Friday, June 24, 2016

"They Say Ruby You're Like A Dream" (song title from movie)

As I look around my house, I see the photographs of my pre-Dixie dogs ... some of whom resided in Connecticut with me, one that bravely traveled in my truck with me and a bunch of household items during my move from Connecticut to Knoxville in October of 1986, and several other wonderful dogs that I acquired after I got settled in at my first Knoxville house. Their framed pictures were carefully preserved in moving boxes in 2004 when I moved from one side of Knoxville to another, twice. In the days and weeks after Dixie passed into spirit, I took comfort in getting the dog photos out and putting them where others and I can see them. Faith Rose "Rosie" is looking down at me right now from the wall above my computer ... she's in a reddish brown frame (to match her poodle hair color).  I'll have to get the picture scanned so I can put it in the computer (she's sitting in the 1974 Ford Courier pickup truck that made the move).  

I had some multi-faceted talks with myself about whether to have another dog ... and "when" the time might be right. I found myself sitting on the benches in the park Dixie and I had frequented ... and I would sort of "borrow" people's dogs as they walked by. Petting a dog is such a soothing, spiritual experience.   

During the second week of May I saw an ad in the Bargain Mart featuring some of the dogs at Young-Williams Animal Center (Knoxville and Knox County's animal shelter). One of the faces peered out at me and I went to the main facility to see if she was still there. Yes, and the staff told me the sad story about her past.  No wonder she hardly would look at me in the "get acquainted room".  I kept talking to her in soft tones and petting her. She was at the shelter for a second lengthy time, after being confiscated from her first owner and then brought back in by her next owner. She was suffering from heartworm. Some kind soul had paid the money for her treatment (expensive) and her adoption.  God bless the person or persons who saved her! Her fur was growing back in at the two shaved sites of the medicine injections. The Shelter staff was fond of this 90 or so-pound dog and coddled her, though no adopter was choosing her. Probably it was a combination of her size, age (8 years), color (black dogs are the last ones to be adopted for some nutty reason), her heartworm recovery process, and what seemed to me to be her trust issues.  I took a leap of faith and filled out the adoption papers.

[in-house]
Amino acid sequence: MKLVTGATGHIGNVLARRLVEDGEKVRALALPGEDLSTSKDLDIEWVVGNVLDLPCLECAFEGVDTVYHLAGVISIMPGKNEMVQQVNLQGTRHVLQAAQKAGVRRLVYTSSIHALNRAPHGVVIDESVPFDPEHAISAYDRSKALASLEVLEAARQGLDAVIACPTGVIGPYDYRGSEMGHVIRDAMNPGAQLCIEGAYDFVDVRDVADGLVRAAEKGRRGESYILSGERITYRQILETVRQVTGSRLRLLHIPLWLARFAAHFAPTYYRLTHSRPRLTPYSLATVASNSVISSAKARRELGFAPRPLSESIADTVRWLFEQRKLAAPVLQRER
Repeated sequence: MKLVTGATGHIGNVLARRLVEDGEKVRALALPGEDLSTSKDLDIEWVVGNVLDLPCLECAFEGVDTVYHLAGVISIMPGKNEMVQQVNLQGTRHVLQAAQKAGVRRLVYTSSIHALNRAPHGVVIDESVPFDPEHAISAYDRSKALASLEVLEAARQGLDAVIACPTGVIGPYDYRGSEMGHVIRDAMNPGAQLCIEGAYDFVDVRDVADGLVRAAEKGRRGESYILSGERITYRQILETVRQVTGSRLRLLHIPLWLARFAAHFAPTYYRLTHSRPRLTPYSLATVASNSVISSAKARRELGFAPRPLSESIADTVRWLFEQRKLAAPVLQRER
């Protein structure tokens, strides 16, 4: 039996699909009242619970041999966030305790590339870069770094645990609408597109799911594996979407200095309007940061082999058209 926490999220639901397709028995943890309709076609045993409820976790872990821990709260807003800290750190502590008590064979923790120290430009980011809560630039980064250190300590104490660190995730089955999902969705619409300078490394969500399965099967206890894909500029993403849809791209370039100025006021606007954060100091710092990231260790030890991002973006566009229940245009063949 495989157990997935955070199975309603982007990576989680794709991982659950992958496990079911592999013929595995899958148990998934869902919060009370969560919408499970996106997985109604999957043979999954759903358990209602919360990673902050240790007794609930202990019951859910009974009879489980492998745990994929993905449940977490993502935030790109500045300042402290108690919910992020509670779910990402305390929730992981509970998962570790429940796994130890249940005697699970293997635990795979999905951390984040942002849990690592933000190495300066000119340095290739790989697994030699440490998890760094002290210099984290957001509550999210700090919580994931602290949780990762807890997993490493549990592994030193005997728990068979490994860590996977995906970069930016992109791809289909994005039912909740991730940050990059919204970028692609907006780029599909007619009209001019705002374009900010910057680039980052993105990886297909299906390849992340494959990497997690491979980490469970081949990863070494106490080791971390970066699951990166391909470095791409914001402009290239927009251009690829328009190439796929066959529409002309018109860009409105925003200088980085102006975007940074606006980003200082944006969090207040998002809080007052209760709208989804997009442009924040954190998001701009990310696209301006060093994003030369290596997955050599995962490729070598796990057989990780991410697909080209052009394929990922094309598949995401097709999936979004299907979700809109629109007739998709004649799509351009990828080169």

A trip to the pet supply store yielded toys, leash, collar, and dog food. Next day I went back and got her. She was  happy to get into my truck and seemed right at home lounging in the back seat. The first several weeks were rigorous for me because I had to leash-walk her around my hilly yard to keep her physical activity minimal (until the safe-date had been reached regarding her heartworm treatment recovery). Once June arrived, this sweet dog could safely walk and run off-leash in our fenced-in backyard and everything got much easier for me. Her personality has blossomed and bloomed!  She is very affectionate, very smart, and IMO very beautiful.   

I would like to introduce to my readers my awesome, wonderful girl -- her name is Ruby.